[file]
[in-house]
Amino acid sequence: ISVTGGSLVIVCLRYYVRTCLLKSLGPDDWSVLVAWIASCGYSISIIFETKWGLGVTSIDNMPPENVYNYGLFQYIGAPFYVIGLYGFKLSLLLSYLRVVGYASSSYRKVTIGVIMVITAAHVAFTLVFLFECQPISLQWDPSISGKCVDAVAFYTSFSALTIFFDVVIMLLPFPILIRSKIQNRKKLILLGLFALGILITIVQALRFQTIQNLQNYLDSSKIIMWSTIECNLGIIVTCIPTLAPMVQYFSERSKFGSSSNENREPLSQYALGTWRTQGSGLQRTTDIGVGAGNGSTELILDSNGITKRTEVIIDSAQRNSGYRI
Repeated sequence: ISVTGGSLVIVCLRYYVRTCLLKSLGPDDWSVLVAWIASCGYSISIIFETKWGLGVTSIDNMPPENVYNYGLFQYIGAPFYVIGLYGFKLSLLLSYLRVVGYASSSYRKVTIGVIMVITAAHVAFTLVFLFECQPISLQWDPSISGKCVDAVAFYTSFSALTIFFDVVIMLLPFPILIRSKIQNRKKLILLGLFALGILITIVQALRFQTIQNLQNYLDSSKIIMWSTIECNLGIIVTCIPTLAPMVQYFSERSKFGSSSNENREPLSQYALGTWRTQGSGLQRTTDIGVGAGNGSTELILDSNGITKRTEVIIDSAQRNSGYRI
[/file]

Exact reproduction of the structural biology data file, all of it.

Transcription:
[in-house]
Amino acid sequence: ISVTGGSLVIVCLRYYVRTCLLKSLGPDDWSVLVAWIASCGYSISIIFETKWGLGVTSIDNMPPENVYNYGLFQYIGAPFYVIGLYGFKLSLLLSYLRVVGYASSSYRKVTIGVIMVITAAHVAFTLVFLFECQPISLQWDPSISGKCVDAVAFYTSFSALTIFFDVVIMLLPFPILIRSKIQNRKKLILLGLFALGILITIVQALRFQTIQNLQNYLDSSKIIMWSTIECNLGIIVTCIPTLAPMVQYFSERSKFGSSSNENREPLSQYALGTWRTQGSGLQRTTDIGVGAGNGSTELILDSNGITKRTEVIIDSAQRNSGYRI
Repeated sequence: ISVTGGSLVIVCLRYYVRTCLLKSLGPDDWSVLVAWIASCGYSISIIFETKWGLGVTSIDNMPPENVYNYGLFQYIGAPFYVIGLYGFKLSLLLSYLRVVGYASSSYRKVTIGVIMVITAAHVAFTLVFLFECQPISLQWDPSISGKCVDAVAFYTSFSALTIFFDVVIMLLPFPILIRSKIQNRKKLILLGLFALGILITIVQALRFQTIQNLQNYLDSSKIIMWSTIECNLGIIVTCIPTLAPMVQYFSERSKFGSSSNENREPLSQYALGTWRTQGSGLQRTTDIGVGAGNGSTELILDSNGITKRTEVIIDSAQRNSGYRI